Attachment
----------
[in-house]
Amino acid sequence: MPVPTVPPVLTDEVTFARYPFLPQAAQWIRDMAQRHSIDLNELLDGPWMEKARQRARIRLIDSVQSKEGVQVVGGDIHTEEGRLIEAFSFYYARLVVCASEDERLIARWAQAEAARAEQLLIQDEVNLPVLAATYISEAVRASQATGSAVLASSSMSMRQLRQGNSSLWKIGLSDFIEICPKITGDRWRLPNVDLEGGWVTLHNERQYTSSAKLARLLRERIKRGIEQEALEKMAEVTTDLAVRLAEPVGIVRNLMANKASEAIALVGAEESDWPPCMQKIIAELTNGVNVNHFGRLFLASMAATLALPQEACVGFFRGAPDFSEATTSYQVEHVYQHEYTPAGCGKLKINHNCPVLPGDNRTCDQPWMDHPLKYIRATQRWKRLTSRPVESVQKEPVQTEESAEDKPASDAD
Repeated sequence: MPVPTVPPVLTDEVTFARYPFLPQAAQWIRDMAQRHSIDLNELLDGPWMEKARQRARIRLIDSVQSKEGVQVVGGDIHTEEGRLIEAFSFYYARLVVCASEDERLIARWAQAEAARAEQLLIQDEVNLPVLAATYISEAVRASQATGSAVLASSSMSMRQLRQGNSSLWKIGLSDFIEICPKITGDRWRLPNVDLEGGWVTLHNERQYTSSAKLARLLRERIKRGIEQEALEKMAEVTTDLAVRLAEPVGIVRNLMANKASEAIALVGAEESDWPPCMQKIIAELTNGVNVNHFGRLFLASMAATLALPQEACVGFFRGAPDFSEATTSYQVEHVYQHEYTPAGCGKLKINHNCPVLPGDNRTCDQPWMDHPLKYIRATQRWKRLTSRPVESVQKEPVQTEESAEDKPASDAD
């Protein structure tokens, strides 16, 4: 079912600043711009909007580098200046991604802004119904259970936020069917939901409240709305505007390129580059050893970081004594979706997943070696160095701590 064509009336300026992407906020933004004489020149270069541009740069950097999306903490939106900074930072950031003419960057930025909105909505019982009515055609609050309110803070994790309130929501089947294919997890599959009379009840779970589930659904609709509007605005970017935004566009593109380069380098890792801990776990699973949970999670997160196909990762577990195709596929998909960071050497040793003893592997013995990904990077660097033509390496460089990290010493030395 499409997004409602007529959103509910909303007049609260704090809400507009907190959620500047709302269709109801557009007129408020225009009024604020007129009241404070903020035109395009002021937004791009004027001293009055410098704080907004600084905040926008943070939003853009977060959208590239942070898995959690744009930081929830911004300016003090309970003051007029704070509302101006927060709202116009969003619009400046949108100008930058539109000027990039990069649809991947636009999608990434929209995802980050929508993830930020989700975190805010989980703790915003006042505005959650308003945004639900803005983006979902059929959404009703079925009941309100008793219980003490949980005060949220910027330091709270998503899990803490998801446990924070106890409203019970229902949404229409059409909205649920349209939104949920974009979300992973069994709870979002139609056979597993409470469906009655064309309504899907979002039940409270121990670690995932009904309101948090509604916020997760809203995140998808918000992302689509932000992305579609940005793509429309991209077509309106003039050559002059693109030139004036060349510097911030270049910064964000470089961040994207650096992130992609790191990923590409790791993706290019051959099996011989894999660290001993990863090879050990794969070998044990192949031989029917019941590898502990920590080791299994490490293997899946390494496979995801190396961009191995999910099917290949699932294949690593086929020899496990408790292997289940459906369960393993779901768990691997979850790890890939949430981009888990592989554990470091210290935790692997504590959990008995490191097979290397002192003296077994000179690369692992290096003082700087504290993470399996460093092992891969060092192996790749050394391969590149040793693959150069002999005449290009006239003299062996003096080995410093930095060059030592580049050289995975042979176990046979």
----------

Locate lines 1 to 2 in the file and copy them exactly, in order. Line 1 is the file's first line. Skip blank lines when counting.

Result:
[in-house]
Amino acid sequence: MPVPTVPPVLTDEVTFARYPFLPQAAQWIRDMAQRHSIDLNELLDGPWMEKARQRARIRLIDSVQSKEGVQVVGGDIHTEEGRLIEAFSFYYARLVVCASEDERLIARWAQAEAARAEQLLIQDEVNLPVLAATYISEAVRASQATGSAVLASSSMSMRQLRQGNSSLWKIGLSDFIEICPKITGDRWRLPNVDLEGGWVTLHNERQYTSSAKLARLLRERIKRGIEQEALEKMAEVTTDLAVRLAEPVGIVRNLMANKASEAIALVGAEESDWPPCMQKIIAELTNGVNVNHFGRLFLASMAATLALPQEACVGFFRGAPDFSEATTSYQVEHVYQHEYTPAGCGKLKINHNCPVLPGDNRTCDQPWMDHPLKYIRATQRWKRLTSRPVESVQKEPVQTEESAEDKPASDAD